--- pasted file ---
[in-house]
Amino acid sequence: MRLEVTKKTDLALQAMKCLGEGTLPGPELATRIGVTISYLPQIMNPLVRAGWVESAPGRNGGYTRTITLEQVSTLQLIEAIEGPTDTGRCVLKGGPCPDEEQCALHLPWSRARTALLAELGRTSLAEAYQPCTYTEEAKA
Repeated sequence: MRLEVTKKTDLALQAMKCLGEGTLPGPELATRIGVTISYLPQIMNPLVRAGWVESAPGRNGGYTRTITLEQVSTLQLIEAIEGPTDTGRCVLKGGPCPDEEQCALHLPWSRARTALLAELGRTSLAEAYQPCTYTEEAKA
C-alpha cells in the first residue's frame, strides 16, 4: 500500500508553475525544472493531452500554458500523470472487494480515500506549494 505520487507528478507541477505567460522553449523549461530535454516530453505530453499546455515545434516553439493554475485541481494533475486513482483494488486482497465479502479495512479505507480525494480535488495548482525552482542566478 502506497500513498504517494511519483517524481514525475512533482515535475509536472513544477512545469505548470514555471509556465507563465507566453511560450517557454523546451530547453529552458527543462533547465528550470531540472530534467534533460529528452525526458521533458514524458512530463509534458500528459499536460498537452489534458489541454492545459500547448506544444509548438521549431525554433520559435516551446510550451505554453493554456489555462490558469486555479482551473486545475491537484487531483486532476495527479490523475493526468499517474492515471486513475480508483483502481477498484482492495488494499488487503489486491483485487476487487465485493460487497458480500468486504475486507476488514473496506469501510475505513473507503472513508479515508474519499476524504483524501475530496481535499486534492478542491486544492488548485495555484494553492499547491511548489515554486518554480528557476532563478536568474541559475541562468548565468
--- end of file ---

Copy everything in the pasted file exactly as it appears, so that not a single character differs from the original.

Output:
[in-house]
Amino acid sequence: MRLEVTKKTDLALQAMKCLGEGTLPGPELATRIGVTISYLPQIMNPLVRAGWVESAPGRNGGYTRTITLEQVSTLQLIEAIEGPTDTGRCVLKGGPCPDEEQCALHLPWSRARTALLAELGRTSLAEAYQPCTYTEEAKA
Repeated sequence: MRLEVTKKTDLALQAMKCLGEGTLPGPELATRIGVTISYLPQIMNPLVRAGWVESAPGRNGGYTRTITLEQVSTLQLIEAIEGPTDTGRCVLKGGPCPDEEQCALHLPWSRARTALLAELGRTSLAEAYQPCTYTEEAKA
C-alpha cells in the first residue's frame, strides 16, 4: 500500500508553475525544472493531452500554458500523470472487494480515500506549494 505520487507528478507541477505567460522553449523549461530535454516530453505530453499546455515545434516553439493554475485541481494533475486513482483494488486482497465479502479495512479505507480525494480535488495548482525552482542566478 502506497500513498504517494511519483517524481514525475512533482515535475509536472513544477512545469505548470514555471509556465507563465507566453511560450517557454523546451530547453529552458527543462533547465528550470531540472530534467534533460529528452525526458521533458514524458512530463509534458500528459499536460498537452489534458489541454492545459500547448506544444509548438521549431525554433520559435516551446510550451505554453493554456489555462490558469486555479482551473486545475491537484487531483486532476495527479490523475493526468499517474492515471486513475480508483483502481477498484482492495488494499488487503489486491483485487476487487465485493460487497458480500468486504475486507476488514473496506469501510475505513473507503472513508479515508474519499476524504483524501475530496481535499486534492478542491486544492488548485495555484494553492499547491511548489515554486518554480528557476532563478536568474541559475541562468548565468